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Murder In the Solid State
by Wil McCarthy
David Sanger is a rising young nanotech researcher; his idea of a really neat weekend is presenting papers and rubbing elbows with his idols at an international conference on molecular fabrication. However, the academic backbiting at the conference gets a bit out of hand when a rival, Big Otto Vandegroot, picks a very public fight with David and attacks him with an extensible sword (plastic, but deadly) known as a drop foil. Someone presses a drop foil into David's hand, and he manages to defend himself and dump Big Otto on his butt.
Big Otto Vandegroot is a right dastardly villain who does justice to his name. His invention of a molecule detector (the "Sniffer") has made him the darling of the fascist Gray Party, and he uses his political clout to stifle his colleagues' research. By rights, he should have long waxed mustachioes to twirl. He wouldn't get to twirl them for very long, though; the morning after the fight, his body is found, and the murder weapon is the drop foil that David obligingly covered with his fingerprints the night before.
Despite the title and the setup, Murder in the Solid State isn't really a murder mystery so much as an Evil Conspiracy story with some interesting speculation about nanotech thrown in. I had mixed reactions, but on the whole I enjoyed it.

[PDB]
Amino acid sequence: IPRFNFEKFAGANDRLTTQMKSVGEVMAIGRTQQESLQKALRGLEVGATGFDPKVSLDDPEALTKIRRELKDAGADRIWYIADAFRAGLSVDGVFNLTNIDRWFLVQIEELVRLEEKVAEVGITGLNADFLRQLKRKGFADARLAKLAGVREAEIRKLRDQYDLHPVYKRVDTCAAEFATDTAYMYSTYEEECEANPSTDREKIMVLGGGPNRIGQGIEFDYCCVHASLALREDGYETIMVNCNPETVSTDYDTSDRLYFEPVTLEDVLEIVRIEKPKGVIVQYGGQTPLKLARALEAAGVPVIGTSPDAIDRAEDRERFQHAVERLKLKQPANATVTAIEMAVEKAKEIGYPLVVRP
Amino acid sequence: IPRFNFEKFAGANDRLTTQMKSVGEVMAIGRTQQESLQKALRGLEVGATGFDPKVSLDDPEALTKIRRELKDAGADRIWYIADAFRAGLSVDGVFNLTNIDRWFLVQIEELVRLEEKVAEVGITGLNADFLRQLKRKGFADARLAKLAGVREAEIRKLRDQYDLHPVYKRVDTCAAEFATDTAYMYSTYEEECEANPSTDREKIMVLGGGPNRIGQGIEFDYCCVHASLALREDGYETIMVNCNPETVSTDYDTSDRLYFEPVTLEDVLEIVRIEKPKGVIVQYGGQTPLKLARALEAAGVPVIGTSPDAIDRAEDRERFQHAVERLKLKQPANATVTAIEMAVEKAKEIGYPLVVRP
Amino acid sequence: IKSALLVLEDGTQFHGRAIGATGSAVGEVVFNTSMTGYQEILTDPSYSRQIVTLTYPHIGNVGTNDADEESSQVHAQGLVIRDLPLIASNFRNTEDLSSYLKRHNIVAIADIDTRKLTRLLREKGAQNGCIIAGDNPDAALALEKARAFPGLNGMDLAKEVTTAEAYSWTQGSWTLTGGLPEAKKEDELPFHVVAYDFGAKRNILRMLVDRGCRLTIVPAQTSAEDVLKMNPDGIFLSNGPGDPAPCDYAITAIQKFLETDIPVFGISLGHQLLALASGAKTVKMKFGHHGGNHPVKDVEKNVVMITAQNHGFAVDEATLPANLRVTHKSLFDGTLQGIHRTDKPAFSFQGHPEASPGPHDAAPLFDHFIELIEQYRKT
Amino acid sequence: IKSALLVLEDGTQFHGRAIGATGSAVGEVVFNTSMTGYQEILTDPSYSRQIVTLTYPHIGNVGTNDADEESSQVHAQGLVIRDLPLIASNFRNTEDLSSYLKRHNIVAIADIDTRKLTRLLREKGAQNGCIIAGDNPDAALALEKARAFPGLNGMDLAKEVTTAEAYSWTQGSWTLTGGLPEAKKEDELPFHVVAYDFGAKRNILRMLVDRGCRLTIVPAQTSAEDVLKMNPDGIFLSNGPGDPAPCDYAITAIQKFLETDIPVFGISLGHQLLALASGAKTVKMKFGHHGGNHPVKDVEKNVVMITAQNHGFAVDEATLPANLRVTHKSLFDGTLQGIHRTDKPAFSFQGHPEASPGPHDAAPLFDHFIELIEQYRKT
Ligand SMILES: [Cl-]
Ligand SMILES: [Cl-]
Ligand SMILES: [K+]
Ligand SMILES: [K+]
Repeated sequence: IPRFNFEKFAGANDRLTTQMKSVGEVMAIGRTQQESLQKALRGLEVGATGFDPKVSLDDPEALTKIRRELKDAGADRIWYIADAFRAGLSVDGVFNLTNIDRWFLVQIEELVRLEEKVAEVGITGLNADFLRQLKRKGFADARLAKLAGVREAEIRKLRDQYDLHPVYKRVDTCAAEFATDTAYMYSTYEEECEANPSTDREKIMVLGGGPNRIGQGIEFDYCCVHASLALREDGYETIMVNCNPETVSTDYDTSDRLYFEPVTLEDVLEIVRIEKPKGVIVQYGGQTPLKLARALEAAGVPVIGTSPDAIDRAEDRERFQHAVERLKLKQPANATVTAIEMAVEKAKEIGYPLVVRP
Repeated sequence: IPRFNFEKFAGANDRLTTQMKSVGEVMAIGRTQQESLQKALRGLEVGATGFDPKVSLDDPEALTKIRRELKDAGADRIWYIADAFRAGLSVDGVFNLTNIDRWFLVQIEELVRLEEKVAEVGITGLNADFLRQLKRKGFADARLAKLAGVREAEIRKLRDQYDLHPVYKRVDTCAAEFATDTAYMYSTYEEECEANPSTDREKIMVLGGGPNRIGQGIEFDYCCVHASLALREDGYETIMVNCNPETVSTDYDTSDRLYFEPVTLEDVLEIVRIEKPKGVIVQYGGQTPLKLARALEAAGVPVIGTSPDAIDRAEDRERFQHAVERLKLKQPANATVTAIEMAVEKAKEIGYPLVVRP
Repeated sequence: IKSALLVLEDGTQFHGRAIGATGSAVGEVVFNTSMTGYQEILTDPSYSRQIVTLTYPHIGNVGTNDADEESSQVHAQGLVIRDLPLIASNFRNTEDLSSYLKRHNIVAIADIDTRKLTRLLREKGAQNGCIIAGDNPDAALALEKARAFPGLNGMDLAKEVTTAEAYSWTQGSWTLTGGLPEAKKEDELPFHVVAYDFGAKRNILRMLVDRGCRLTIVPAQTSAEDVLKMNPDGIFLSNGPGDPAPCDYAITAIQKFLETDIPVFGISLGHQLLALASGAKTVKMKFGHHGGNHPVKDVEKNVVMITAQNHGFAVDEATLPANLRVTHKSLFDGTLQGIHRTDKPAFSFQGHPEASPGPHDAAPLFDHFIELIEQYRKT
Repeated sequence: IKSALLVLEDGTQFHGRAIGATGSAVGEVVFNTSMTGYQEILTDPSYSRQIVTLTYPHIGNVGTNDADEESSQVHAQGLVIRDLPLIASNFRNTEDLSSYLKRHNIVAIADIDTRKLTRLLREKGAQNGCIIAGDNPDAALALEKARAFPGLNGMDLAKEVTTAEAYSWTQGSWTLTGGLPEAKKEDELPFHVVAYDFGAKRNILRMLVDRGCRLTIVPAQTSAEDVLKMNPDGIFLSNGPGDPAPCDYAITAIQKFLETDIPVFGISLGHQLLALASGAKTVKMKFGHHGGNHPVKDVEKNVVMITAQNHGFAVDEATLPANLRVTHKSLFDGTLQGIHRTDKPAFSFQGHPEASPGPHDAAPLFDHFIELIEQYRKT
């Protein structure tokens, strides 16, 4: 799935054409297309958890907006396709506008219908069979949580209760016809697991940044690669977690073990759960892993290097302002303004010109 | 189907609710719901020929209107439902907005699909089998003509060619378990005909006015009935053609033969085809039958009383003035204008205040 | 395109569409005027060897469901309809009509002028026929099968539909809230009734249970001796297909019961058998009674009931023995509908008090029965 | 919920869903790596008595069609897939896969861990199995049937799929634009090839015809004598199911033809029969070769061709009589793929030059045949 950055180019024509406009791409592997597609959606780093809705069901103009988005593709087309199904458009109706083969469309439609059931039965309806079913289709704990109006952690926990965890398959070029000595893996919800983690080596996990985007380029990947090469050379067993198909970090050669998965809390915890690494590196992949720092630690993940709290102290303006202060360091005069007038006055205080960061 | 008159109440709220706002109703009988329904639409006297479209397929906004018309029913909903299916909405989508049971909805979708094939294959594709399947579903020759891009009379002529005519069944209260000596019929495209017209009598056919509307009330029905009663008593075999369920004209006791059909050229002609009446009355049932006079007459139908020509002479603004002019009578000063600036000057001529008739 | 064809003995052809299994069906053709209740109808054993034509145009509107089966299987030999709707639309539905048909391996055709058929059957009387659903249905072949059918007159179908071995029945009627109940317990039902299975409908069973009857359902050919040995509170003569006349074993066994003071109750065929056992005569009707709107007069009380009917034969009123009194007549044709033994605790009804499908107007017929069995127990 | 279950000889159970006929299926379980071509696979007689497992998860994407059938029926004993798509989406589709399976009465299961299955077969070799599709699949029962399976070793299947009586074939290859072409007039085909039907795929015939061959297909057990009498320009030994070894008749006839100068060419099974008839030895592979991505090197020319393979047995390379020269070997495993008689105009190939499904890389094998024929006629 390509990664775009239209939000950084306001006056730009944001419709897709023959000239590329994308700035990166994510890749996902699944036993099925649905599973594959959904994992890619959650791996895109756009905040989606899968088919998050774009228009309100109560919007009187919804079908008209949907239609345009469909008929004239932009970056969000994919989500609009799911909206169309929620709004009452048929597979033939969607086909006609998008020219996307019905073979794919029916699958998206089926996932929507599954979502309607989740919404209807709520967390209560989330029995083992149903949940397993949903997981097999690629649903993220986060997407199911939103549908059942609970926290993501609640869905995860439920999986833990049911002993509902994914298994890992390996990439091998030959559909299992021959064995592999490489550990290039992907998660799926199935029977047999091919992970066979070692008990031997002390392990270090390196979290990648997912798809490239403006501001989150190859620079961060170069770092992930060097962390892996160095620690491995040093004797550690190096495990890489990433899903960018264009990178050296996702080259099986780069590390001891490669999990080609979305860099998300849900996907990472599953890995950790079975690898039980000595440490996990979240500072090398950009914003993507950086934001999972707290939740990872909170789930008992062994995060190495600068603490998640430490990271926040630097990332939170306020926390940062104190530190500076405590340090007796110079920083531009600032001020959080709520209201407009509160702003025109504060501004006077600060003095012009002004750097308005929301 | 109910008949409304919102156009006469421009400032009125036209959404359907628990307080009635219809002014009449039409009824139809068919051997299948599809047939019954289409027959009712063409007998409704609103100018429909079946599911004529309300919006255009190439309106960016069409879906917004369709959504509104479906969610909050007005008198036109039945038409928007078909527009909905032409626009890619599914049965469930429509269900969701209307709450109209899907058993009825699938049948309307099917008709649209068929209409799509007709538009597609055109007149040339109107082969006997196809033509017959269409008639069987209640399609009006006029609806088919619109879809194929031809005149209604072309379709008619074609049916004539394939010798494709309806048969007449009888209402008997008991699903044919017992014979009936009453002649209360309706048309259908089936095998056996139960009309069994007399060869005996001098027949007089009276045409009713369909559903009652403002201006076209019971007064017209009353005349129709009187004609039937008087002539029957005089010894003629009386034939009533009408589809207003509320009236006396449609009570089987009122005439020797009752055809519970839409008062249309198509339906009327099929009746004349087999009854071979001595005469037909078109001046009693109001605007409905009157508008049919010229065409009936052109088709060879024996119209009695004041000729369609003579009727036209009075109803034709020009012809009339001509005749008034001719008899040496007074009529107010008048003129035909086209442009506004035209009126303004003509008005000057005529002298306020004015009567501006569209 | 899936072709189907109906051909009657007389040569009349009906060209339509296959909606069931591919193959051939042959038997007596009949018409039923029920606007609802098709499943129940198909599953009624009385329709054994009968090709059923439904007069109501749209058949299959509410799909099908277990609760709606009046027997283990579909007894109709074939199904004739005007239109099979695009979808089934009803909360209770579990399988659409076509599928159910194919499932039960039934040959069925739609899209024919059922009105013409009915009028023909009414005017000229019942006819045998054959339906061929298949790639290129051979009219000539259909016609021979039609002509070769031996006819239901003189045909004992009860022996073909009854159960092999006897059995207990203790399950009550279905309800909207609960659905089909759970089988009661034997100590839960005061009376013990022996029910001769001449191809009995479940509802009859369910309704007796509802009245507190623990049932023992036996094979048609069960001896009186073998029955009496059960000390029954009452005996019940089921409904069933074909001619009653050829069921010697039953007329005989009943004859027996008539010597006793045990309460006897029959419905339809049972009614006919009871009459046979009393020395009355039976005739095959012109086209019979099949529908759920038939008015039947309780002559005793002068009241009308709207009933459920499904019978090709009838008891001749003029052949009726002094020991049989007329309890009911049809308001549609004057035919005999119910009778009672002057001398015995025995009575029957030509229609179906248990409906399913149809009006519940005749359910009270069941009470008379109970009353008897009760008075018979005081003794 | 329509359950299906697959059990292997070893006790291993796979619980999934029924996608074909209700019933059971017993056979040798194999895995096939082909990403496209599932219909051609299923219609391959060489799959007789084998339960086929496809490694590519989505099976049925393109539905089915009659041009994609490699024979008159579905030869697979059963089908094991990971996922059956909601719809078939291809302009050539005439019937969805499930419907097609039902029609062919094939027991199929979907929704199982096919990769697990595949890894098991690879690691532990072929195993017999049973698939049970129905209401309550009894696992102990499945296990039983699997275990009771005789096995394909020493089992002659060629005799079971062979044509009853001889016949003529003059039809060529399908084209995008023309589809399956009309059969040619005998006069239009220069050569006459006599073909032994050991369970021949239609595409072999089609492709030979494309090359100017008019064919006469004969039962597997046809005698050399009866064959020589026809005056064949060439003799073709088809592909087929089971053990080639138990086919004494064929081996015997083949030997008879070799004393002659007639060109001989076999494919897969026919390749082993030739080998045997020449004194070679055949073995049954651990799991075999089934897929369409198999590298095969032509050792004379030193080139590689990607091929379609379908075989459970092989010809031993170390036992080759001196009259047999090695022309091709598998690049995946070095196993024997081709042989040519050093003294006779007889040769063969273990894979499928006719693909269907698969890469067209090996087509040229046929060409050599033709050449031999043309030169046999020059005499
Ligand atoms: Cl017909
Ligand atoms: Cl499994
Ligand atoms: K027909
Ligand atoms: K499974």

The story is full of interesting and likable characters, none of whom are David Sanger. David spends most of the book either reacting to the bad guys' actions or following the good guys' instructions. The plot moves rapidly, though, and every time there's a lull in the action, the story cuts ahead to the next rude awakening.
I would have liked to have seen more about the construction and functioning of nanomachines. There are also some rather nifty gadgets on the macro level, such as the drop foils and the Hud Specs that David is given by his best friend, a lawyer with the improbable name of Bowser. There is an underlying exploration of the effects of new technologies on daily life and the related loss of personal freedoms. Incidentally, the author seems to have an inexplicable fondness for vomit similes; don't read this while battling the flu or watching campaign commercials.
The writing could use some polishing, and the protagonist could use a personality, but I enjoyed Murder in the Solid State. It's a fast read with some interesting ideas. Besides, SF really needs more villains with names like "Big Otto the Sniffer King".
-- Christina Schulman.
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